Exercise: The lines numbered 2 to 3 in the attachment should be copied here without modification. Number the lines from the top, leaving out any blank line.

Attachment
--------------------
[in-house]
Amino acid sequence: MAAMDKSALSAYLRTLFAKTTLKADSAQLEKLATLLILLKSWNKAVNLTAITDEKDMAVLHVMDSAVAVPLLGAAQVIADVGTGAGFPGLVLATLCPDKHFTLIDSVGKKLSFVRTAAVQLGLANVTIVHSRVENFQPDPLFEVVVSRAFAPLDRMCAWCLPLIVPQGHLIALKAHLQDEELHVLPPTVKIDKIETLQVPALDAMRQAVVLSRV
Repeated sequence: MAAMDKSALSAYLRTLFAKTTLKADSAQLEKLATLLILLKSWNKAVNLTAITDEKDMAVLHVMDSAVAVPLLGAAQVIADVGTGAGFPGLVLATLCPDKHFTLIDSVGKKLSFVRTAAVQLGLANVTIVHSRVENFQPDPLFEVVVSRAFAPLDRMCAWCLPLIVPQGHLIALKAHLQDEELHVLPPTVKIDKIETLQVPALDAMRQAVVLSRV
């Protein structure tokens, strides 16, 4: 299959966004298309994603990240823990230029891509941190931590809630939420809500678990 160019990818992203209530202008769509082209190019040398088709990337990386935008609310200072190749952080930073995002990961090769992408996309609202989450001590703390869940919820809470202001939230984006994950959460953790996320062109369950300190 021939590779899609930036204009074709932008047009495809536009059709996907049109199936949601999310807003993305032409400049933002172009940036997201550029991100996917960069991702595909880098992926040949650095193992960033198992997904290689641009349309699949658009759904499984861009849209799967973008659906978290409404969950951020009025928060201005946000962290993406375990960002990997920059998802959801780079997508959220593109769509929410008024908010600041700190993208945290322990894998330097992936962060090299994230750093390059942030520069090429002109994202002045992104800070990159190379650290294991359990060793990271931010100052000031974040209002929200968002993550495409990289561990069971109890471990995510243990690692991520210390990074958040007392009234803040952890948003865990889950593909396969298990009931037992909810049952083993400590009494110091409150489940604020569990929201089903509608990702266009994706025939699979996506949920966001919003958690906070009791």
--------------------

Amino acid sequence: MAAMDKSALSAYLRTLFAKTTLKADSAQLEKLATLLILLKSWNKAVNLTAITDEKDMAVLHVMDSAVAVPLLGAAQVIADVGTGAGFPGLVLATLCPDKHFTLIDSVGKKLSFVRTAAVQLGLANVTIVHSRVENFQPDPLFEVVVSRAFAPLDRMCAWCLPLIVPQGHLIALKAHLQDEELHVLPPTVKIDKIETLQVPALDAMRQAVVLSRV
Repeated sequence: MAAMDKSALSAYLRTLFAKTTLKADSAQLEKLATLLILLKSWNKAVNLTAITDEKDMAVLHVMDSAVAVPLLGAAQVIADVGTGAGFPGLVLATLCPDKHFTLIDSVGKKLSFVRTAAVQLGLANVTIVHSRVENFQPDPLFEVVVSRAFAPLDRMCAWCLPLIVPQGHLIALKAHLQDEELHVLPPTVKIDKIETLQVPALDAMRQAVVLSRV